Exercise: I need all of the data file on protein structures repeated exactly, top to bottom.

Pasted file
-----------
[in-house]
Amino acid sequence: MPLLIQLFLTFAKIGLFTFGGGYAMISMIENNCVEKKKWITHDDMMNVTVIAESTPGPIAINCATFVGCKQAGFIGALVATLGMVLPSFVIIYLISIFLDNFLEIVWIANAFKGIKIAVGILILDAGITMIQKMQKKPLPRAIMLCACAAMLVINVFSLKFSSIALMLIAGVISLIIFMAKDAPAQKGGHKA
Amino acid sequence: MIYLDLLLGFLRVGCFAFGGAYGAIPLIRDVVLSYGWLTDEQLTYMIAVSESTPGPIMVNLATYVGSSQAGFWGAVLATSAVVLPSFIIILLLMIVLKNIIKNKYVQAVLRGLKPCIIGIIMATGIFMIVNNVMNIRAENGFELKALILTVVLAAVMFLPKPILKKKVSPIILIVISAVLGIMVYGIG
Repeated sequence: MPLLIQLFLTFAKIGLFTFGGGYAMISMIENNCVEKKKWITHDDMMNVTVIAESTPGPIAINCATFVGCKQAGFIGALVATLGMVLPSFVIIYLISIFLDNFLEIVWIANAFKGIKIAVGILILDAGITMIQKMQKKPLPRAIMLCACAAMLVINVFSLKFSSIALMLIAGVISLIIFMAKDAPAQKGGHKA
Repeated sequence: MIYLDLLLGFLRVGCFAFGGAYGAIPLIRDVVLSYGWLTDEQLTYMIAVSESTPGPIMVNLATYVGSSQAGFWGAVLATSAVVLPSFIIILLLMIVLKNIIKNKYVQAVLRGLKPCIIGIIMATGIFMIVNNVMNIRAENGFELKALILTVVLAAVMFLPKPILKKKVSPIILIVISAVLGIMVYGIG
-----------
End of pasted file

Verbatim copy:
[in-house]
Amino acid sequence: MPLLIQLFLTFAKIGLFTFGGGYAMISMIENNCVEKKKWITHDDMMNVTVIAESTPGPIAINCATFVGCKQAGFIGALVATLGMVLPSFVIIYLISIFLDNFLEIVWIANAFKGIKIAVGILILDAGITMIQKMQKKPLPRAIMLCACAAMLVINVFSLKFSSIALMLIAGVISLIIFMAKDAPAQKGGHKA
Amino acid sequence: MIYLDLLLGFLRVGCFAFGGAYGAIPLIRDVVLSYGWLTDEQLTYMIAVSESTPGPIMVNLATYVGSSQAGFWGAVLATSAVVLPSFIIILLLMIVLKNIIKNKYVQAVLRGLKPCIIGIIMATGIFMIVNNVMNIRAENGFELKALILTVVLAAVMFLPKPILKKKVSPIILIVISAVLGIMVYGIG
Repeated sequence: MPLLIQLFLTFAKIGLFTFGGGYAMISMIENNCVEKKKWITHDDMMNVTVIAESTPGPIAINCATFVGCKQAGFIGALVATLGMVLPSFVIIYLISIFLDNFLEIVWIANAFKGIKIAVGILILDAGITMIQKMQKKPLPRAIMLCACAAMLVINVFSLKFSSIALMLIAGVISLIIFMAKDAPAQKGGHKA
Repeated sequence: MIYLDLLLGFLRVGCFAFGGAYGAIPLIRDVVLSYGWLTDEQLTYMIAVSESTPGPIMVNLATYVGSSQAGFWGAVLATSAVVLPSFIIILLLMIVLKNIIKNKYVQAVLRGLKPCIIGIIMATGIFMIVNNVMNIRAENGFELKALILTVVLAAVMFLPKPILKKKVSPIILIVISAVLGIMVYGIG